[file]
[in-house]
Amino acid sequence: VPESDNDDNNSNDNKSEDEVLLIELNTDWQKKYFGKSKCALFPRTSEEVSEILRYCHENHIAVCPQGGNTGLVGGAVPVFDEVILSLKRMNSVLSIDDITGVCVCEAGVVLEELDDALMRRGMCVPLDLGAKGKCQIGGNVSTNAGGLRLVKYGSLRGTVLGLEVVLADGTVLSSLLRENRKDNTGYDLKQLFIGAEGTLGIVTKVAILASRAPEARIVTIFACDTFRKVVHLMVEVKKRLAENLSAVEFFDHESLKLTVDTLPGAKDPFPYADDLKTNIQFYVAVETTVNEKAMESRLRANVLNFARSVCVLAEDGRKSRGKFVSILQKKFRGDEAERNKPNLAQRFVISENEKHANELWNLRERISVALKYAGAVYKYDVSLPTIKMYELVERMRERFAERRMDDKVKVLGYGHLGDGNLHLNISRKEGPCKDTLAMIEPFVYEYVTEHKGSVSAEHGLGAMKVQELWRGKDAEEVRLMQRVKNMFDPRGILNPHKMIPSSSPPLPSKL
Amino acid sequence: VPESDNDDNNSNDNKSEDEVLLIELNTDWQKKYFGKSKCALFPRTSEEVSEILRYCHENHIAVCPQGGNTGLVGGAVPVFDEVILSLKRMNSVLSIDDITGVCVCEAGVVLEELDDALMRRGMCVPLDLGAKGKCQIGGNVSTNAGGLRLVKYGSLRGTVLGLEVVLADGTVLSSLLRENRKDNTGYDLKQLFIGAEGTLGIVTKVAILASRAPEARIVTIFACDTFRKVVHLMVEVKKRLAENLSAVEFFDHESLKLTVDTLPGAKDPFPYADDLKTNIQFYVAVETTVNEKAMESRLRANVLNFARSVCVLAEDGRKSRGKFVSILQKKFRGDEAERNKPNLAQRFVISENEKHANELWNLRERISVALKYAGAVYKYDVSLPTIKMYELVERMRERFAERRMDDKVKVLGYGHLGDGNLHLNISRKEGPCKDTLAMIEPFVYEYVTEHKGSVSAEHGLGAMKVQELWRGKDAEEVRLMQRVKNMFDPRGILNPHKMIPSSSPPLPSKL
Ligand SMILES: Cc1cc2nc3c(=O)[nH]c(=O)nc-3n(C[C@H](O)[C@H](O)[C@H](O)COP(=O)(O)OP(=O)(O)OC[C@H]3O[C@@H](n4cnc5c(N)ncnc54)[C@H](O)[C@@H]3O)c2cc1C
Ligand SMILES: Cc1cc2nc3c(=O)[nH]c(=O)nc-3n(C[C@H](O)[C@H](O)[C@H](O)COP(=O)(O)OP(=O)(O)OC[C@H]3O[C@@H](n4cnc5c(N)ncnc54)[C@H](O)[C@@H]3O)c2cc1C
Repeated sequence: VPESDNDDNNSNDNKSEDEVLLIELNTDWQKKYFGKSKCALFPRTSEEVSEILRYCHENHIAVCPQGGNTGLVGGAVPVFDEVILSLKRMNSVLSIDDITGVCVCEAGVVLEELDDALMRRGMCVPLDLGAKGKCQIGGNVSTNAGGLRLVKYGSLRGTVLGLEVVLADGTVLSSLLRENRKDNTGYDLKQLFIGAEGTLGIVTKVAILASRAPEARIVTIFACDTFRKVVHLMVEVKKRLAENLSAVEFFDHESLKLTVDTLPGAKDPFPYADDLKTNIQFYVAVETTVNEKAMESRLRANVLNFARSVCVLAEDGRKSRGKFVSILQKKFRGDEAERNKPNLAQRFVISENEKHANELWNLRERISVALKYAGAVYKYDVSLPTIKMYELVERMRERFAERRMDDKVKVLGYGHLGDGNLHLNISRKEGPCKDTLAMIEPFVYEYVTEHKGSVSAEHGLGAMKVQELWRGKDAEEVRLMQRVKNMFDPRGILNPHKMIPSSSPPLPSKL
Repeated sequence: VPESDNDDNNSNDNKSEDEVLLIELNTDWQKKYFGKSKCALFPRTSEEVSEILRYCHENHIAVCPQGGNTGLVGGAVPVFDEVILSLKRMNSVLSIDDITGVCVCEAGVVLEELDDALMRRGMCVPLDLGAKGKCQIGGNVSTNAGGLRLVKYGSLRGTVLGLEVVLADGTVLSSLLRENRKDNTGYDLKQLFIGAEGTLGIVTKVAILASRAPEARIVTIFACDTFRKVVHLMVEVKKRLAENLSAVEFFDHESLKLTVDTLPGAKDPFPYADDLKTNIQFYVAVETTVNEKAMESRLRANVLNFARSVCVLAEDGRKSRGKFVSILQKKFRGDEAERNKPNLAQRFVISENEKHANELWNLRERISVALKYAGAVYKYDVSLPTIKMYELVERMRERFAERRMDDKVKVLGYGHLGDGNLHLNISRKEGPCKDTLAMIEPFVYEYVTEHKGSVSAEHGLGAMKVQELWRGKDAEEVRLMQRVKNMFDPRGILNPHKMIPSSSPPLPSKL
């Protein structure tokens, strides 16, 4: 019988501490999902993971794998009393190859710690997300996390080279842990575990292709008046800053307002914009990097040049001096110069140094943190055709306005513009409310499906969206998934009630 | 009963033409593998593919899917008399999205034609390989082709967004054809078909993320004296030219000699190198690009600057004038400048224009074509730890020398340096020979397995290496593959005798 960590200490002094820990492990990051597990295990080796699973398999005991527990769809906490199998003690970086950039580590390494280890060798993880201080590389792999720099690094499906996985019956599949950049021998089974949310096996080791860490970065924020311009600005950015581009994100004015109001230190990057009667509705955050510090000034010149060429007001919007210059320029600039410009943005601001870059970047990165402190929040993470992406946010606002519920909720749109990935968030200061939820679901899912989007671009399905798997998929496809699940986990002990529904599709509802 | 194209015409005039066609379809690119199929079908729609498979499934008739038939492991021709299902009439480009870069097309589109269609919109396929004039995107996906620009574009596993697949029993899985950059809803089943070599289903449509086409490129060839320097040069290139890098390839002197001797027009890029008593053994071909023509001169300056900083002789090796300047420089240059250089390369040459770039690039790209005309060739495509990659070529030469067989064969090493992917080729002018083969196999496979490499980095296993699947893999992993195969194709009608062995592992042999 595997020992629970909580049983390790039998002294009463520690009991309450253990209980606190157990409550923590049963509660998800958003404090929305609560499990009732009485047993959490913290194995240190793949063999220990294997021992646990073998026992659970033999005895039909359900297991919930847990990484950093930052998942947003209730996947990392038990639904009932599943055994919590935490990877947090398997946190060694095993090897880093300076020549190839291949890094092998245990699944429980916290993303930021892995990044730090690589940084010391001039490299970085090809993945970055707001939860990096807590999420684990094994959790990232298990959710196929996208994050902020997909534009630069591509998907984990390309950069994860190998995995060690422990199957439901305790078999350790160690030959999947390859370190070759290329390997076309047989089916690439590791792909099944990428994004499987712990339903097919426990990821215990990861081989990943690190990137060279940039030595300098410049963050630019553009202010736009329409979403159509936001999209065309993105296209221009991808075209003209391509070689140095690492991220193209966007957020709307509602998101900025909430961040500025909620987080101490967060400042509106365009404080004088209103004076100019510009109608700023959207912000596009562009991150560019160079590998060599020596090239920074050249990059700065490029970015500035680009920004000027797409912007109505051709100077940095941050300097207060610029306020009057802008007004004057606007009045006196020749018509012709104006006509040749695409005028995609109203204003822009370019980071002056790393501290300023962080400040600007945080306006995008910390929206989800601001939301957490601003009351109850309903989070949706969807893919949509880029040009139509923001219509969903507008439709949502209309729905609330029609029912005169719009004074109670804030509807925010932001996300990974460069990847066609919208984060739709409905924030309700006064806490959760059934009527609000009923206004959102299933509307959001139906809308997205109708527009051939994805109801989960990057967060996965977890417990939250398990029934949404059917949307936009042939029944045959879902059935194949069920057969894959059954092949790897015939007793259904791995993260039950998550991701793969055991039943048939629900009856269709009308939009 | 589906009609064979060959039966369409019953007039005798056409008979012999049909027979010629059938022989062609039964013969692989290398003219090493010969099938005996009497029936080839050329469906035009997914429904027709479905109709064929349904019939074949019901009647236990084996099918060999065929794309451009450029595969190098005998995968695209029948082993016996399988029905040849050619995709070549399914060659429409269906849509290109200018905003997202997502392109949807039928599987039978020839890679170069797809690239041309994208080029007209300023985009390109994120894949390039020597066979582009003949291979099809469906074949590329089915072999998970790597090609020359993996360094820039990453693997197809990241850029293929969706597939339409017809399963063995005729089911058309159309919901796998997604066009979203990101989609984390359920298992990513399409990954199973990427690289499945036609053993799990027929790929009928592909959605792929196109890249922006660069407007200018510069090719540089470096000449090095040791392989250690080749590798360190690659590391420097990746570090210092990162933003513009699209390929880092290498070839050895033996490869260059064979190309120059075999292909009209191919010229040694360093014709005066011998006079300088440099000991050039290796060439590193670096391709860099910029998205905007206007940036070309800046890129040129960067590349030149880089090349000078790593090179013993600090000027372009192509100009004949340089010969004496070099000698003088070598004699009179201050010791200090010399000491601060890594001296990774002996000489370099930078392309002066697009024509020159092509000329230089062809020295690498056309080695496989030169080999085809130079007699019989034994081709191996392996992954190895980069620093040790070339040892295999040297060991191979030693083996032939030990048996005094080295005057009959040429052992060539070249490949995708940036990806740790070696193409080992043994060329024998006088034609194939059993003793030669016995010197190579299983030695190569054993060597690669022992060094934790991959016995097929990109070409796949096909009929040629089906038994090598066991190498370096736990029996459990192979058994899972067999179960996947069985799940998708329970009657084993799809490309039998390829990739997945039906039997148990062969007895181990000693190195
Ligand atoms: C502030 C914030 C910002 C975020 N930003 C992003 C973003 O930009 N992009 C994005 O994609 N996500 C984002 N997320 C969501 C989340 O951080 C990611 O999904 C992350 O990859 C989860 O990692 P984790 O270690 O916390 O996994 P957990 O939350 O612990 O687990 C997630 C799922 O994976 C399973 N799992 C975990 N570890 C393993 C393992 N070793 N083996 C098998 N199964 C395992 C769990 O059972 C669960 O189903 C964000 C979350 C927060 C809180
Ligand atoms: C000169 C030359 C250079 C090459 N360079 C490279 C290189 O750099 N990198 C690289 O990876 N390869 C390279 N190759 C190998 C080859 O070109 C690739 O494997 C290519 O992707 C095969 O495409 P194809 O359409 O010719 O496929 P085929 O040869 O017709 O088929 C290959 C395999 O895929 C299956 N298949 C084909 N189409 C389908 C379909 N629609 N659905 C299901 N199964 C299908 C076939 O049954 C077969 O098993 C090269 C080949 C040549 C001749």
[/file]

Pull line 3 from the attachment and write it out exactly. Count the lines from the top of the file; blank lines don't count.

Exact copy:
Amino acid sequence: VPESDNDDNNSNDNKSEDEVLLIELNTDWQKKYFGKSKCALFPRTSEEVSEILRYCHENHIAVCPQGGNTGLVGGAVPVFDEVILSLKRMNSVLSIDDITGVCVCEAGVVLEELDDALMRRGMCVPLDLGAKGKCQIGGNVSTNAGGLRLVKYGSLRGTVLGLEVVLADGTVLSSLLRENRKDNTGYDLKQLFIGAEGTLGIVTKVAILASRAPEARIVTIFACDTFRKVVHLMVEVKKRLAENLSAVEFFDHESLKLTVDTLPGAKDPFPYADDLKTNIQFYVAVETTVNEKAMESRLRANVLNFARSVCVLAEDGRKSRGKFVSILQKKFRGDEAERNKPNLAQRFVISENEKHANELWNLRERISVALKYAGAVYKYDVSLPTIKMYELVERMRERFAERRMDDKVKVLGYGHLGDGNLHLNISRKEGPCKDTLAMIEPFVYEYVTEHKGSVSAEHGLGAMKVQELWRGKDAEEVRLMQRVKNMFDPRGILNPHKMIPSSSPPLPSKL